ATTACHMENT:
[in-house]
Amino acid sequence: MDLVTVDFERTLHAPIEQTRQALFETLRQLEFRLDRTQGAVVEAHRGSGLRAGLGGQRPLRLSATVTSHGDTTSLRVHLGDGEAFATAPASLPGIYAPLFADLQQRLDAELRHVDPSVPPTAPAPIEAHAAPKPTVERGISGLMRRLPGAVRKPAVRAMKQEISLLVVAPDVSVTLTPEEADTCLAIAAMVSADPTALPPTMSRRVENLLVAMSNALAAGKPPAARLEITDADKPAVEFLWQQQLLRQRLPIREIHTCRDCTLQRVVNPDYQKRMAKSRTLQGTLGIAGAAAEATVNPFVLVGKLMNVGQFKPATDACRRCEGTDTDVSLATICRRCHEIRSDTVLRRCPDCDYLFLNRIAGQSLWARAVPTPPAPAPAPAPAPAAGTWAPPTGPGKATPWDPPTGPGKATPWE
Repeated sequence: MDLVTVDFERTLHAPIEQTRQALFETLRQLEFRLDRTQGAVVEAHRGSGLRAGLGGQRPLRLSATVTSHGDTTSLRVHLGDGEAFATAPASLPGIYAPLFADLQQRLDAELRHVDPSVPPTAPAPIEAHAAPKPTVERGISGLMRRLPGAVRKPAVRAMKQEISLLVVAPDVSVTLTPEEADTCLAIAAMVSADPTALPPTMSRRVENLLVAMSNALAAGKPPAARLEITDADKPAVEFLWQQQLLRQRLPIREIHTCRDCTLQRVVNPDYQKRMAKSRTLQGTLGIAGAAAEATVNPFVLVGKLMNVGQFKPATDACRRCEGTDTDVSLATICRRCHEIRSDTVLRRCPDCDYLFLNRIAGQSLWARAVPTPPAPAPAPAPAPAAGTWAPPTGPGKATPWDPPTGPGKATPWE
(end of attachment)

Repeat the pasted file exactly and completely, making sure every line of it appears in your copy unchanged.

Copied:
[in-house]
Amino acid sequence: MDLVTVDFERTLHAPIEQTRQALFETLRQLEFRLDRTQGAVVEAHRGSGLRAGLGGQRPLRLSATVTSHGDTTSLRVHLGDGEAFATAPASLPGIYAPLFADLQQRLDAELRHVDPSVPPTAPAPIEAHAAPKPTVERGISGLMRRLPGAVRKPAVRAMKQEISLLVVAPDVSVTLTPEEADTCLAIAAMVSADPTALPPTMSRRVENLLVAMSNALAAGKPPAARLEITDADKPAVEFLWQQQLLRQRLPIREIHTCRDCTLQRVVNPDYQKRMAKSRTLQGTLGIAGAAAEATVNPFVLVGKLMNVGQFKPATDACRRCEGTDTDVSLATICRRCHEIRSDTVLRRCPDCDYLFLNRIAGQSLWARAVPTPPAPAPAPAPAPAAGTWAPPTGPGKATPWDPPTGPGKATPWE
Repeated sequence: MDLVTVDFERTLHAPIEQTRQALFETLRQLEFRLDRTQGAVVEAHRGSGLRAGLGGQRPLRLSATVTSHGDTTSLRVHLGDGEAFATAPASLPGIYAPLFADLQQRLDAELRHVDPSVPPTAPAPIEAHAAPKPTVERGISGLMRRLPGAVRKPAVRAMKQEISLLVVAPDVSVTLTPEEADTCLAIAAMVSADPTALPPTMSRRVENLLVAMSNALAAGKPPAARLEITDADKPAVEFLWQQQLLRQRLPIREIHTCRDCTLQRVVNPDYQKRMAKSRTLQGTLGIAGAAAEATVNPFVLVGKLMNVGQFKPATDACRRCEGTDTDVSLATICRRCHEIRSDTVLRRCPDCDYLFLNRIAGQSLWARAVPTPPAPAPAPAPAPAAGTWAPPTGPGKATPWDPPTGPGKATPWE